A call to former St. Johns County Airport Authority member and county commission candidate Randy Brunson was met with a feeling of satisfaction and vindication this morning after the Florida Election Commission published the results of their November 12th & 13th meeting — finding no probable cause in the complaints alleged by disbarred attorney Edward A. Slavin, Jr.
In the November 4th General Election, Brunson faced Gary McMahon and Ken Bryan in a three-way race for the St. Johns County Commission seat being vacated by retiring Commissioner Jim Bryant.
Before the election, Slavin, who fancies himself a “activist” but lacks any substantial, identifiable constituency, launched an e-mail campaign to local media outlets alleging that Brunson had violated state election laws in renting an office to operate his campaign from local hotelier Kanti Patel. Except for the Ponte Vedra Recorder (who ran a front page story on Slavins complaints) Slavin’s e-mail campaign against Brunson gained little, if any, traction.
Slavin, who supported another candidate in the District 5 race, filed a lengthy complaint with the Florida Election Commission who’s staff followed up with Brunson’s office; collecting documents and notarized statements that would show his full compliance with Florida’s election laws.
The day before the matter was scheduled to be heard, Slavin filed another lengthy motion which he published on his Internet blog, demanding that the Commission “disqualify MARK HERRON as counsel for Respondent RANDY BRUNSON”; alleging conflict of interest and several other dubious points.
At their regular meeting last month, the Election Commission would determine, by a unanimous 7-0 decision, that Slavin’s motion to disqualify Attorney Mark Herron be dismissed as well as finding, by a unanimous 7-0 decision, that Slavin’s complaint lacked “probable cause”.
Brunson told us today, “It is beyond me how one person’s complaint can cost someone thousands of dollars in legal fees”, but Brunson admitted that this complaint by Slavin had.
“Because the Ponte Vedra Recorder published my name and picture on the front page of their newspaper — repeating Slavin’s false allegations, I feel that it cost me the election”, Brunson went on to say.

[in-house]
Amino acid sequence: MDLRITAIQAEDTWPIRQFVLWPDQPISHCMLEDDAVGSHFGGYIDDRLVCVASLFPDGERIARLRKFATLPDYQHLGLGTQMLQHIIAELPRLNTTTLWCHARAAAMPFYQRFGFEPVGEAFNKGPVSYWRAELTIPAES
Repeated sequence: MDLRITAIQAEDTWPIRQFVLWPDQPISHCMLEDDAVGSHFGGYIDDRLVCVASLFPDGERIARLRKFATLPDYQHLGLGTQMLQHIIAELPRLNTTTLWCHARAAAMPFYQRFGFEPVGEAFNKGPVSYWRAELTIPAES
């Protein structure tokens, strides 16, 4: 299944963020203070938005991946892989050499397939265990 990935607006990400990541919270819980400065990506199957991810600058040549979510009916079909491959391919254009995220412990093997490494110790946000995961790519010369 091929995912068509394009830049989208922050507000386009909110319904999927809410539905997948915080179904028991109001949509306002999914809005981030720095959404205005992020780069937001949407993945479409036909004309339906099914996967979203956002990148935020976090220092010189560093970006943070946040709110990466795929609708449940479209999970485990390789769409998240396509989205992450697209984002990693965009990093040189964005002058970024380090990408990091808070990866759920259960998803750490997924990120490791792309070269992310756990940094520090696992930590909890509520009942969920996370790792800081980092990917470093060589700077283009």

Since the Commission found “no probable cause” and Brunson hired an attorney to represent him, we asked if Brunson would pursue recovery of his attorney’s fees. According to the Election Commission’s website, “Section 106.265(2), Florida Statutes, provides that a person may claim costs and attorney’s fees by filing a petition with the Commission clerk within 30 days following dismissal of the complaint”.
Brunson said that he was looking into how successful the collection of such an order would be against a man with Slavin’s reputation. “I’m still considering it, but I don’t want to waste my time or any more money”, Brunson said. “I have thirty days to make up my mind, and I’ll let you know”.
In the matter that determined that Ed Slavin would be disbarred, the Tennessee Supreme Court upheld findings that Slavin “had failed to follow orders of the court” and “had made false statements” about a client’s illness and “with regard to a client’s identity as an investigator”; that his conduct had violated Tennessee disciplinary rules (which, among other things, prohibited conduct prejudicial to the administration of justice; conduct involving dishonesty, fraud, deceit, or misrepresentation; and intentionally prejudicing or damaging the client during the course of the professional relationship); and that he had engaged in “undignified or discourteous conduct which is degrading to a tribunal.”
Brunson told Historic City News that he intends to run for a seat on the County Commission in the next election. He says that he is hoping that some in the media will be more responsible when receiving frivolous complaints from “disbarred lawyers” in that election.